Sometimes it can take years before the impact of putting in that last block is felt. Technical debt can be a silent killer that can cost you massive bucks when you need to re-write software, or worse, when you lose customers because you have difficulty implementing new functionality to address their demands. You can even (and yes we’ve seen this happen) have trouble finding someone to pay to work on your code, because good developers can smell a stinking codebase from a mile away.

Tech. debt is a tricky beast because more features mean more money, right? It may seem that way, but companies like Apple and 37signals have shown us that sometimes less can be more. Less is easier to manage. Less costs less and keeps profits high. If you can sell less, you should.

Why else do things go south?

Aside from just poor management and supervision of the product due to being unaware of the concepts above, there are other ways that code can get really stinky.

When code changes hands frequently

When you’ve got a new primary developer on a project each month, you’ll bet your bottom line that you likely have some code problems. It usually starts out good with the first developer… they’re coming in fresh and want to do things the right way. They do a decent job architecting the app. Toss some deadlines at them and they make some compromises, building up a bit of debt. Then that developer leaves and you have the next one on board. They try to do things right (or not), but see the compromises of the last one which makes their life difficult. They stop caring after a while, and cut more corners. After a while you’ve got a pile of spaghetti code with a heaping serving of debt.

Outsourcing

There are certain projects and situations where, when managed aggressively, outsourcing can work out. Also keep in mind, not all outsourced teams are created equal. Like anything, most are average, some are terrible, and a few are great. Still, the focus of a lot of these outsourced teams in my experience, is not to care too much about the integrity of your code, but to get stuff done fast and on the cheap (although this seems to be changing since one of my clients told me today he’s paying $7,500 per month for two India-based developers of intermediate expertise; this seems a bit much). Anyway, I’ve seen fast outsourced teams; I’ve seen cheap outsourced teams; but I have yet to see an outsourced team that provides stellar, well-architected code, especially from a front-end standpoint (as is my specific expertise). Just plain awful ten times out of ten. I’d love to find one that proves me wrong, because it would be of great value to my business and the business of my clients.

If you’re building a quick prototype with a strapped budget that is basically throw away once you get real funding, it makes a lot of sense to go this route. If you’re investing many thousands of dollars in an app that you expect to scale to production and more, then seriously beware.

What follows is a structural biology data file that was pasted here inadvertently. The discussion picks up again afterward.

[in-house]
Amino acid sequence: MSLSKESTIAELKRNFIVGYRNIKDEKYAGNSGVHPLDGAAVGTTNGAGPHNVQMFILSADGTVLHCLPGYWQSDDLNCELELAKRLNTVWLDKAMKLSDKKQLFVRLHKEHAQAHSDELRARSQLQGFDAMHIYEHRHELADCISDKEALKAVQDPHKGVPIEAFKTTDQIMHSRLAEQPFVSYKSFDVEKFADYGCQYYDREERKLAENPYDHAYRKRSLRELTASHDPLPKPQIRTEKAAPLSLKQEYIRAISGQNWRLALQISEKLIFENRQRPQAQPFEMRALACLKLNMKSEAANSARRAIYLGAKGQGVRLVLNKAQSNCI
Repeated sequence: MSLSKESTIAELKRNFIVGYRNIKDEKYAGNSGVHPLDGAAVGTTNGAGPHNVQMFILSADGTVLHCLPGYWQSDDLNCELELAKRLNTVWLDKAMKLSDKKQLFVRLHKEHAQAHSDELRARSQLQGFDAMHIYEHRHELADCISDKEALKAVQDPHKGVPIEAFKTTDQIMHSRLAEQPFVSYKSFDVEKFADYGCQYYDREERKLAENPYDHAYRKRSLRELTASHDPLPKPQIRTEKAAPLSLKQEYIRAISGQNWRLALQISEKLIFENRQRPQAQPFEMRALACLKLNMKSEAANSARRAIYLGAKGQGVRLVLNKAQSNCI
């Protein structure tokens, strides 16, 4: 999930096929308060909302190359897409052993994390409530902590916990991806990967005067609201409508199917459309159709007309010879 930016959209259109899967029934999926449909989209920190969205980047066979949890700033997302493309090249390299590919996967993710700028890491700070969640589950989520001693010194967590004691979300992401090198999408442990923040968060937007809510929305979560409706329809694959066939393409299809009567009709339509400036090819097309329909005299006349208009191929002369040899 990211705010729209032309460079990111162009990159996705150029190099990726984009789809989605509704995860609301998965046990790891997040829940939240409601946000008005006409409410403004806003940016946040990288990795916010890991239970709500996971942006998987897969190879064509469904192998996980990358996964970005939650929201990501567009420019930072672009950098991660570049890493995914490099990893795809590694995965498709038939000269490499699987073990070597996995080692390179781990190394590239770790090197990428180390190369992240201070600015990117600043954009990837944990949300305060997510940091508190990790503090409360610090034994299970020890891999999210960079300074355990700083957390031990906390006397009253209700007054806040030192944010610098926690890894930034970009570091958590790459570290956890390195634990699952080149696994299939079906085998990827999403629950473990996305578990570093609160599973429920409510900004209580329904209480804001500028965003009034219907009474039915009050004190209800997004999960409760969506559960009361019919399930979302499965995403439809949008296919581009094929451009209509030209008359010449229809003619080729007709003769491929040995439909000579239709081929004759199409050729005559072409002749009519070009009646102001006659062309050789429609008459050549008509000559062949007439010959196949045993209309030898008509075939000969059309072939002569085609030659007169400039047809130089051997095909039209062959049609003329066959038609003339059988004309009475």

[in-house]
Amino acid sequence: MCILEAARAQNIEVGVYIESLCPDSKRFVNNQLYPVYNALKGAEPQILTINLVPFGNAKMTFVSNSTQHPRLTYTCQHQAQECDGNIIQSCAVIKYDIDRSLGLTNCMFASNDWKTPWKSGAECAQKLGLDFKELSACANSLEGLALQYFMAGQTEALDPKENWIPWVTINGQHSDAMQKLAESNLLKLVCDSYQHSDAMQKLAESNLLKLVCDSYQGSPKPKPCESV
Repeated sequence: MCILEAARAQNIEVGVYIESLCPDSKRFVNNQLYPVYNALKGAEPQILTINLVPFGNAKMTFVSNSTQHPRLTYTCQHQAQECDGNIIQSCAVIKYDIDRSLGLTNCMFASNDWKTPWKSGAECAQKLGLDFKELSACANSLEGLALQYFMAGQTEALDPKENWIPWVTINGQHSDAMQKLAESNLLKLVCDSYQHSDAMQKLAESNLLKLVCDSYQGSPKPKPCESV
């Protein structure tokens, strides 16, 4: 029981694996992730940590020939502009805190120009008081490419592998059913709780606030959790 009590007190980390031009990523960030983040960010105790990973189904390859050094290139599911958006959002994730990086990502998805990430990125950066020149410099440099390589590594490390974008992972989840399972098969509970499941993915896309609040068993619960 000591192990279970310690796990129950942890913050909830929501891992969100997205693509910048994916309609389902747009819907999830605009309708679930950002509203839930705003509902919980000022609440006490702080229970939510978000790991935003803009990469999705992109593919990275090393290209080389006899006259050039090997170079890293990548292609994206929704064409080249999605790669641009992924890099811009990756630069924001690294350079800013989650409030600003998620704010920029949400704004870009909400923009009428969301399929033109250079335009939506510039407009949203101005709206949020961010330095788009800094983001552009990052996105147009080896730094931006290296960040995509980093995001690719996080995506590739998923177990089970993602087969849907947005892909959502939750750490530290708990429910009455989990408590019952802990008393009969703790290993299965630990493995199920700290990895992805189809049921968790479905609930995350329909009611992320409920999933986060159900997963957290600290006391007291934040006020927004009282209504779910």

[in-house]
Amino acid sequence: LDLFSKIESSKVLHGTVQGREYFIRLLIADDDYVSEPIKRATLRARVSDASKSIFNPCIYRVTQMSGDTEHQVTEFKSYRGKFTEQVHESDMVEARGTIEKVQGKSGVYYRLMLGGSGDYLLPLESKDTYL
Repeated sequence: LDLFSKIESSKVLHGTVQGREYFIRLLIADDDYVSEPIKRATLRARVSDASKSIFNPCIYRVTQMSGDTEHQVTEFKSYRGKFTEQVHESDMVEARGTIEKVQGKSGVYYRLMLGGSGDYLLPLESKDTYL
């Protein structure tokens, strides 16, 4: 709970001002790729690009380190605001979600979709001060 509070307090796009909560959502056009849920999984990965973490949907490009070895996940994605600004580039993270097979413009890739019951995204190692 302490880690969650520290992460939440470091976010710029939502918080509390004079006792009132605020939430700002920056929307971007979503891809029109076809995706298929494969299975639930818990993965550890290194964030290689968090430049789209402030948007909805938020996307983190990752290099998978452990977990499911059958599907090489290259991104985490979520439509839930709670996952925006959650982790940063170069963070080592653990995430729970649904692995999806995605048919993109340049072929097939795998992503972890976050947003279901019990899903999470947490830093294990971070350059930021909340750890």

An example horror story of poor product management

We had a client once who came to us with a Ruby on Rails application built by a PHP programmer. Because of this, they didn’t have the requisite savvy to leverage the power of the Rails framework to their advantage. What does this mean? It means that the programmer was writing things from scratch that Rails already provided; he just didn’t know any better.

When you go on like this for a while, not making use of pre-existing software that already does exactly what you need, you cripple code robustness and maintainability and find yourself in serious debt.

At a certain point the client wanted to introduce new functionality into their app that we advised was essentially impossible given the state of the codebase. There was only one place to go from there, and it was rewrite land.

Just one small example of how not managing a technology product well from the get go can cost you tens of thousands of dollars, potential customers, and a good night’s rest for a while!

What you should do

Quality, unencumbered code is a long-term investment. You may not see great things happen right away, but it’s an absence of bad things down the road that you can look forward to.

As consultants, it’s our job to educate our clients on these matters and ensure we’re doing right by them in these regards, even if it doesn’t seem like they much care. It’s the right thing to do, and too often I see careless work done by those who should know better.

As clients, you should always have a person or team you trust overseeing development, whether or not they’re the actual ones working on the project.

If you’re struggling with an app you feel is burdened by poor code quality and technical debt, check out our Website Watchdog package that can sniff out your app’s silent killers.

Learn more about Website Watchdog